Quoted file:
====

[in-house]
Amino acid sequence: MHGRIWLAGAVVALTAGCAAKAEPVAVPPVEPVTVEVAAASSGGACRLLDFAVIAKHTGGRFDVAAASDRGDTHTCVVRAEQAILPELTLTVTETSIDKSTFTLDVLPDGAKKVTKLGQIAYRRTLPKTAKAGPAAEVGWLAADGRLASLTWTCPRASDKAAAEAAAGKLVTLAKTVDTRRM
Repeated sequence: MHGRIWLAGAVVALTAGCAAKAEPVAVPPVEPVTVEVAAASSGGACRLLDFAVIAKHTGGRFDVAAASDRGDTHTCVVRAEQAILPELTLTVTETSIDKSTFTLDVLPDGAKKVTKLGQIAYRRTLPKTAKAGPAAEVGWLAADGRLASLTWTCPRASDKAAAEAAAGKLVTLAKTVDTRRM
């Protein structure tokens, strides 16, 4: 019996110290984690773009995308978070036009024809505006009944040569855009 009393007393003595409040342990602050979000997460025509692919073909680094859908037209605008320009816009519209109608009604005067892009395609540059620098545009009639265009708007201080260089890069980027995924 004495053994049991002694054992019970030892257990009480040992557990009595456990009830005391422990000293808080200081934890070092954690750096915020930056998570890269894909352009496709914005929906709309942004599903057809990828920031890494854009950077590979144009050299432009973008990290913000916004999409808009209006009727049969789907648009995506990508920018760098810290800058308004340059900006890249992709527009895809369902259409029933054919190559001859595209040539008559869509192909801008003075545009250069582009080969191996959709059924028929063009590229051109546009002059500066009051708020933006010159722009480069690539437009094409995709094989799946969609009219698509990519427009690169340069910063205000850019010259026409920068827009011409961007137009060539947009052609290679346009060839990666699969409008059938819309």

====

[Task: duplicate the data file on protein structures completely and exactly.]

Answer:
[in-house]
Amino acid sequence: MHGRIWLAGAVVALTAGCAAKAEPVAVPPVEPVTVEVAAASSGGACRLLDFAVIAKHTGGRFDVAAASDRGDTHTCVVRAEQAILPELTLTVTETSIDKSTFTLDVLPDGAKKVTKLGQIAYRRTLPKTAKAGPAAEVGWLAADGRLASLTWTCPRASDKAAAEAAAGKLVTLAKTVDTRRM
Repeated sequence: MHGRIWLAGAVVALTAGCAAKAEPVAVPPVEPVTVEVAAASSGGACRLLDFAVIAKHTGGRFDVAAASDRGDTHTCVVRAEQAILPELTLTVTETSIDKSTFTLDVLPDGAKKVTKLGQIAYRRTLPKTAKAGPAAEVGWLAADGRLASLTWTCPRASDKAAAEAAAGKLVTLAKTVDTRRM
């Protein structure tokens, strides 16, 4: 019996110290984690773009995308978070036009024809505006009944040569855009 009393007393003595409040342990602050979000997460025509692919073909680094859908037209605008320009816009519209109608009604005067892009395609540059620098545009009639265009708007201080260089890069980027995924 004495053994049991002694054992019970030892257990009480040992557990009595456990009830005391422990000293808080200081934890070092954690750096915020930056998570890269894909352009496709914005929906709309942004599903057809990828920031890494854009950077590979144009050299432009973008990290913000916004999409808009209006009727049969789907648009995506990508920018760098810290800058308004340059900006890249992709527009895809369902259409029933054919190559001859595209040539008559869509192909801008003075545009250069582009080969191996959709059924028929063009590229051109546009002059500066009051708020933006010159722009480069690539437009094409995709094989799946969609009219698509990519427009690169340069910063205000850019010259026409920068827009011409961007137009060539947009052609290679346009060839990666699969409008059938819309």